Working with data types of R

I have discussed about package management in the previous post. This post concentrates on data type, data structure and data coercion.

Data types & Data Structure

We have different Object types in R as given below.

  • Vectors
  • Lists
  • Matrices
  • Arrays
  • Factors
  • Data Frames

We have the following data types in R.

  • Logical
    myvar <- TRUE
    
  • Numeric
    myvar <- 23.5
    
  • Integer
    myvar <- 2L
    
  • Complex
    myvar <- 2+5i
    
  • Character
    myvar <- "GOOD"
    
  • Raw
    myvar <- charToRaw("GOOD")
    

We could see them with examples below.

I have already written about c command in Basic functions in R language

> id1 <- c(1,2,3,4)
> id1+10
[1] 11 12 13 14

rep command helps us to repeat the values.

> gender <- rep(c("male", "female"), c(6,4))
> gender
[1] "male" "male" "male" "male" "male" "male" "female" "female"
[9] "female" "female"

male is repeated 6 times where as female repeated 4 times.

Serial number is given by the command sn.

> sn <- seq(1, 10, 1)
> sn
[1] 1 2 3 4 5 6 7 8 9 10 > sn <-seq(1, 10, 2)
> sn
[1] 1 3 5 7 9

we passed start value, end value and interval.

cbind meant for column bind.

> #vector to matrix - cbind
> slno_gender <- cbind(sn, gender)
> slno_gender
 sn gender
 [1,] "1" "male"
 [2,] "2" "male"
 [3,] "3" "male"
 [4,] "4" "male"
 [5,] "5" "male"
 [6,] "6" "male"
 [7,] "7" "female"
 [8,] "8" "female"
 [9,] "9" "female"
[10,] "10" "female"

R studio 14 - cbind

This gives column wise data, in matrix. Matrix takes single data type only. Hence serial number is changed to character data type.

Let’s look at similar example using DataFrame. We shall overcome this data type problem.

> #data frame
> df <- data.frame(sn, gender)
> df
   sn gender
1   1   male
2   2   male
3   3   male
4   4   male
5   5   male
6   6   male
7   7 female
8   8 female
9   9 female
10 10 female

Let’s create another object called names

> name <- c("Sophia","Jackson","Isabella","Lucas","Charlotte","Oliver","Amelia","Benjamin","Sarah","Julian")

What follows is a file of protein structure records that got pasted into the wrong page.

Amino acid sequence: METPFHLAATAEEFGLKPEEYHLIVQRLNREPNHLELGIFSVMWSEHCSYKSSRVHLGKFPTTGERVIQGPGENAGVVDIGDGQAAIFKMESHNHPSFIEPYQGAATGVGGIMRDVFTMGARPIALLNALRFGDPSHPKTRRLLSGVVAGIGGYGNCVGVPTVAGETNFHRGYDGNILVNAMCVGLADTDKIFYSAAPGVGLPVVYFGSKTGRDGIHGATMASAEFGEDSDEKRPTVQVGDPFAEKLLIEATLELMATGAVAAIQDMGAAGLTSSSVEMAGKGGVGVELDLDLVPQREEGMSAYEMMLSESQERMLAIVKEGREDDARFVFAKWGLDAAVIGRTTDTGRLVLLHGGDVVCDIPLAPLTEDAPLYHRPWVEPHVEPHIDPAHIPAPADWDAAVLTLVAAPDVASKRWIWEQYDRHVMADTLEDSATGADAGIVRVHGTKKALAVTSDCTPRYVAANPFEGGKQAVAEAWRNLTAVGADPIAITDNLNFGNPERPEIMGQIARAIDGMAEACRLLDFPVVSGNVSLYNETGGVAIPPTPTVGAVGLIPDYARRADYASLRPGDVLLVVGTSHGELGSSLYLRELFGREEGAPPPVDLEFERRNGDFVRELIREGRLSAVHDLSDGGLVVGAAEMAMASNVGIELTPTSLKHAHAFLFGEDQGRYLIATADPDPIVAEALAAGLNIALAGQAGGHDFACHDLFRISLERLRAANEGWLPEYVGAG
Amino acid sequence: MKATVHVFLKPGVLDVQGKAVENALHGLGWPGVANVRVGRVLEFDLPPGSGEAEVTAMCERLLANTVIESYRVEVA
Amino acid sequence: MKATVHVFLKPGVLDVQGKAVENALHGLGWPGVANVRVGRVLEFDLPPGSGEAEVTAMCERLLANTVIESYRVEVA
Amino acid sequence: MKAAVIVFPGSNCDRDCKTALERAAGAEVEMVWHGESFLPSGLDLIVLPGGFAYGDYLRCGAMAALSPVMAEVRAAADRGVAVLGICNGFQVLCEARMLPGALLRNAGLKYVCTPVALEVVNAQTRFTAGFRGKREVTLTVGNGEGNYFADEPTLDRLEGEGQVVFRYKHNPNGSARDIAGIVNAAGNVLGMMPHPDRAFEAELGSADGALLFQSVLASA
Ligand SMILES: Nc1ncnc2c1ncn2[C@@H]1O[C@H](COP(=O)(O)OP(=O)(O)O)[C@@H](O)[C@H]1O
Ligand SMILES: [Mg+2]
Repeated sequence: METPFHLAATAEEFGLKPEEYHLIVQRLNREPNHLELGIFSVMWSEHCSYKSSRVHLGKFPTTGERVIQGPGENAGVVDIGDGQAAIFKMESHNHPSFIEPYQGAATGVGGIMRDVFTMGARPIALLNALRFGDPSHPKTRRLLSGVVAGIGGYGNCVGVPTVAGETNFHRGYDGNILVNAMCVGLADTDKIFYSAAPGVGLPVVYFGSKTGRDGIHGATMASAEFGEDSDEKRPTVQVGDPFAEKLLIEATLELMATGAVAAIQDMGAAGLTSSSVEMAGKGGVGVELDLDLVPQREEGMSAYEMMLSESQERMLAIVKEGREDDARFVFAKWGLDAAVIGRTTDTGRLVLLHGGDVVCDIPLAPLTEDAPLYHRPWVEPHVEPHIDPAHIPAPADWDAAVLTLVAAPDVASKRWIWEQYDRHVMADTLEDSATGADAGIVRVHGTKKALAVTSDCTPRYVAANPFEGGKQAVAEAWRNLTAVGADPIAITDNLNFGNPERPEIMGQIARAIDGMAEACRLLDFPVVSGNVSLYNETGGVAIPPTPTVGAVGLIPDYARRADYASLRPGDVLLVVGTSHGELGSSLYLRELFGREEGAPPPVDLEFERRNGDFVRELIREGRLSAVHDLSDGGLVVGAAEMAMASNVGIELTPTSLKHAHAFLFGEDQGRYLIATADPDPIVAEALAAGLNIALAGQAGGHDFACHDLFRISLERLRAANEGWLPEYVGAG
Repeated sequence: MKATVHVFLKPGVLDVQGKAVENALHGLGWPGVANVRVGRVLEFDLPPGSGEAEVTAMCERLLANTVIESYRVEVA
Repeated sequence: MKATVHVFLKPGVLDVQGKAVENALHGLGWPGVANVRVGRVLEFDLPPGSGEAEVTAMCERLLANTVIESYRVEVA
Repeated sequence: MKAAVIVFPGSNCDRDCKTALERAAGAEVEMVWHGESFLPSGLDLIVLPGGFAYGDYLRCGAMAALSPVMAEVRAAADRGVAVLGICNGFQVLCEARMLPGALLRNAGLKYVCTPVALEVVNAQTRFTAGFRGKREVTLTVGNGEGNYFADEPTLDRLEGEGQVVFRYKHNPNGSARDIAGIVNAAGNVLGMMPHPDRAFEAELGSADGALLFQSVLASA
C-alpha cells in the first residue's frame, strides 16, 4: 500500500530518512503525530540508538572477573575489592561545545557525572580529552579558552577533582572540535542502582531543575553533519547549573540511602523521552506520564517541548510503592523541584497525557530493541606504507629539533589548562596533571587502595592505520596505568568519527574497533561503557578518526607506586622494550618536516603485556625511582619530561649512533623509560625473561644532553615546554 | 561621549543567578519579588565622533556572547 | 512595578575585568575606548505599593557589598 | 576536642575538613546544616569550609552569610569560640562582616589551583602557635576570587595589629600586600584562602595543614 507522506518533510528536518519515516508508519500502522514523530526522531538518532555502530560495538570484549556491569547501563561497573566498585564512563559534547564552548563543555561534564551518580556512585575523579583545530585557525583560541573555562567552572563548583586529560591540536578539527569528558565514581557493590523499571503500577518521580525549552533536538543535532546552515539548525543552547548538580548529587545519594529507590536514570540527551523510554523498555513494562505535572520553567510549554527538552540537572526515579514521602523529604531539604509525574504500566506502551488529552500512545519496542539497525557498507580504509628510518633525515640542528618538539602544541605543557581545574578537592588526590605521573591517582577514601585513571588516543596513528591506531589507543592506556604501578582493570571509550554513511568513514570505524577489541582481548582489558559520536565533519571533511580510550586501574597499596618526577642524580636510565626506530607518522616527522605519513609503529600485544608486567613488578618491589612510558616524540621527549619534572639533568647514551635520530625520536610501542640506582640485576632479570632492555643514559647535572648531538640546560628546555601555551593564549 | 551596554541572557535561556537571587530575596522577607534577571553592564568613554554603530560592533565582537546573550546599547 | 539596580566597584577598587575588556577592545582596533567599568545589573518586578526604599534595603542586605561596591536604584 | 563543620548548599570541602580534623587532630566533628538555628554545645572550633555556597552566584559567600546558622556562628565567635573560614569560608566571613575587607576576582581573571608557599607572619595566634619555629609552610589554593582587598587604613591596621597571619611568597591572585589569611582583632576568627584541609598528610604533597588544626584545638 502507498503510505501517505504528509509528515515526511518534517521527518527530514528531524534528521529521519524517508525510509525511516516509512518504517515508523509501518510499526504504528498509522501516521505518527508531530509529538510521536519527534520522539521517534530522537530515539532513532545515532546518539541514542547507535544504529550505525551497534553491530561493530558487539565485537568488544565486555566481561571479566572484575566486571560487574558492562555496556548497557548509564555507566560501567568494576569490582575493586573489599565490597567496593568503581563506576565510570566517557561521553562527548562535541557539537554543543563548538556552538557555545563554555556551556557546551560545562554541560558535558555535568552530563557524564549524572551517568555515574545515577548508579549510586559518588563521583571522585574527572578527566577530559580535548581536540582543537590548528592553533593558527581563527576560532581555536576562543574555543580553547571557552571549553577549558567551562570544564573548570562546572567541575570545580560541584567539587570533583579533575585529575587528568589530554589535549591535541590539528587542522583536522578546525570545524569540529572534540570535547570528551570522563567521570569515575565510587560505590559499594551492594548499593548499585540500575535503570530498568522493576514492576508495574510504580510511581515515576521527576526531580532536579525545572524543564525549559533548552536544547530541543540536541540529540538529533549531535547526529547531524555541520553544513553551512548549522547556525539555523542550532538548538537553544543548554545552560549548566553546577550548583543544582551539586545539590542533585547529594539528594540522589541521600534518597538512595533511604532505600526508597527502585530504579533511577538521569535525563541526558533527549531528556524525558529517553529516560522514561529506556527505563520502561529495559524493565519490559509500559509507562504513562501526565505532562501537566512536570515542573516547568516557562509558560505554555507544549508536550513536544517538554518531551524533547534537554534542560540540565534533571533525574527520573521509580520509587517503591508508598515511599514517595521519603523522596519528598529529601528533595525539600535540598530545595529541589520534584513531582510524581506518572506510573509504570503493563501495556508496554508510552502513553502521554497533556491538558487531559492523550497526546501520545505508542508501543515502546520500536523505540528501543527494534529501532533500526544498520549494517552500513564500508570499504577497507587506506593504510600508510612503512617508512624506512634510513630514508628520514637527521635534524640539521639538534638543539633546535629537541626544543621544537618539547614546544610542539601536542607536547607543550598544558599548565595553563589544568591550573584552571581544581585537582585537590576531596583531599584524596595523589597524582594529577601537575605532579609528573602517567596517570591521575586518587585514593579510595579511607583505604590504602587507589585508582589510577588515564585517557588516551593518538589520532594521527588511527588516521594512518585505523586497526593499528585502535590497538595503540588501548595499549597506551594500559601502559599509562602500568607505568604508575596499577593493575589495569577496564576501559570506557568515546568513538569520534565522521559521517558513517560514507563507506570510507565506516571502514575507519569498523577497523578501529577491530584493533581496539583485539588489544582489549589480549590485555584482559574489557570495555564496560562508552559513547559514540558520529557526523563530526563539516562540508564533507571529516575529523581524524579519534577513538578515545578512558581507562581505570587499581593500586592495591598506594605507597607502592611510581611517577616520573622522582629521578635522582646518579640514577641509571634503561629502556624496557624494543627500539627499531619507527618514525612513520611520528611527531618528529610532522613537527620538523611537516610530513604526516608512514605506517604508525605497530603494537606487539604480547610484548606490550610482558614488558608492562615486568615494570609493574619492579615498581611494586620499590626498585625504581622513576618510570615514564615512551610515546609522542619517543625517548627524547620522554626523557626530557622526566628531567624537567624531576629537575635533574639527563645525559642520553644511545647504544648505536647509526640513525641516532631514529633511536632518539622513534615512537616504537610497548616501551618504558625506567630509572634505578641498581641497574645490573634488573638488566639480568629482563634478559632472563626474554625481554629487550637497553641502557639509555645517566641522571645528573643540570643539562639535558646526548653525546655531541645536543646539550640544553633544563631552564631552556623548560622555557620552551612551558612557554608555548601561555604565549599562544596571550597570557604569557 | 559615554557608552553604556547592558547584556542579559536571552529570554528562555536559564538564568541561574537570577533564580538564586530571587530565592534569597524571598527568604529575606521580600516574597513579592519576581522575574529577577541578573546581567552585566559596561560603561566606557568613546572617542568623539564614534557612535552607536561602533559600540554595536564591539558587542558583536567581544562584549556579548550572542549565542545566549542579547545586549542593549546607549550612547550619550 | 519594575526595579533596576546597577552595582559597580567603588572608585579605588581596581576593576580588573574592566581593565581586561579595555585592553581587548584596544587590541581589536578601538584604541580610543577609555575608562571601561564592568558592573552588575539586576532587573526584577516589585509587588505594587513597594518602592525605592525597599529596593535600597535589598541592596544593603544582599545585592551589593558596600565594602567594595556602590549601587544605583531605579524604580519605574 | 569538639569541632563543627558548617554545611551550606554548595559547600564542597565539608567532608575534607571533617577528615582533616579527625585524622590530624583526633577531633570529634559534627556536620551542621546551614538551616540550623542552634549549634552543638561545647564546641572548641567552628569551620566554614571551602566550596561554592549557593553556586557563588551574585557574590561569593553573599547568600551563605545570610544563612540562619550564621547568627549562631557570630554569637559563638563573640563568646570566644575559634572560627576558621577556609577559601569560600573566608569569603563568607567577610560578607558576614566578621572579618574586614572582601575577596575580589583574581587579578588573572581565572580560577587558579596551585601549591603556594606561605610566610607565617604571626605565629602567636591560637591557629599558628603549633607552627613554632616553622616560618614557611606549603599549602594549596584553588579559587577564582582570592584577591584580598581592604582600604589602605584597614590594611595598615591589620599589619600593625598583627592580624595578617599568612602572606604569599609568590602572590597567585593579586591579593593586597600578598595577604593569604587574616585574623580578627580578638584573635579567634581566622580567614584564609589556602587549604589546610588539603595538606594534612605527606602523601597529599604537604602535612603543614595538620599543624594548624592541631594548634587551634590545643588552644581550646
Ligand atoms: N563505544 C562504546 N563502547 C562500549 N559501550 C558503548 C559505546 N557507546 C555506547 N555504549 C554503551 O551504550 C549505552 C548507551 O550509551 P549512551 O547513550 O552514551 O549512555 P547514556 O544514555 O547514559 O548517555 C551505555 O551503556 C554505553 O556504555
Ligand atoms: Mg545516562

> name
 [1] "Sophia"    "Jackson"   "Isabella"  "Lucas"     "Charlotte" "Oliver"
 [7] "Amelia"    "Benjamin"  "Sarah"     "Julian"

Let’s create another object called salary.  when we specify number of samples (10), mean (1000) and standard deviation (20), this command would generate random numbers to satisfy this.

> sal <- rnorm(10, 1000, 200);
> sal
 [1]  898.5731 1105.1638  757.7067  934.9025 1006.0053 1014.4837 1188.6763  611.0265
 [9]  643.5498 1121.6005
> mean(sal)
[1] 928.1688
> sd(sal)
[1] 200.4666

Let’s combine 3 objects together now to form a new object, using data.frame

> mydataset <- data.frame(sn, gender, sal)
> mydataset
   sn gender       sal
1   1   male  898.5731
2   2   male 1105.1638
3   3   male  757.7067
4   4   male  934.9025
5   5   male 1006.0053
6   6   male 1014.4837
7   7 female 1188.6763
8   8 female  611.0265
9   9 female  643.5498
10 10 female 1121.6005

After showing the above example for data frame, lets switch to list.

> mydatalist <- list(v1=id1, v2=sn, v3=slno_gender, v4=mydataset)
> mydatalist
$v1
[1] 1 2 3 4

$v2
 [1]  1  2  3  4  5  6  7  8  9 10

$v3
      sn   gender
 [1,] "1"  "male"
 [2,] "2"  "male"
 [3,] "3"  "male"
 [4,] "4"  "male"
 [5,] "5"  "male"
 [6,] "6"  "male"
 [7,] "7"  "female"
 [8,] "8"  "female"
 [9,] "9"  "female"
[10,] "10" "female"

$v4
   sn gender       sal
1   1   male  898.5731
2   2   male 1105.1638
3   3   male  757.7067
4   4   male  934.9025
5   5   male 1006.0053
6   6   male 1014.4837
7   7 female 1188.6763
8   8 female  611.0265
9   9 female  643.5498
10 10 female 1121.6005

I put different object types together in a single collection and stored it in one object. We shall refer to individual data as variables as shown below.

R studio 15 - list

> mydatalist$v1
[1] 1 2 3 4

Cool isn’t it!

Data Coercion

Let’s look at data coercion now. mode command helps is to find out the data type of an object

> mode(mydatalist$v1)
[1] "numeric"
> mode(mydatalist$v3)
[1] "character"
> mode(gender)
[1] "character"

Let’s convert this character type to factor type now.


gender1<-as.factor(gender)

How is this possible to represent the text  as numeric? Let’s look at the class, which shows us the data structure.

> class(gender1)
[1] "factor

Okay, let’s unclass gender1 now to know how is it stored.

> unclass(gender1)
 [1] 2 2 2 2 2 2 1 1 1 1
attr(,"levels")
[1] "female" "male"

So 1 represents female, 2 represents male.

See you in another interest post.

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One thought on “Working with data types of R

  1. Pingback: Exploring data files with R | JavaShine

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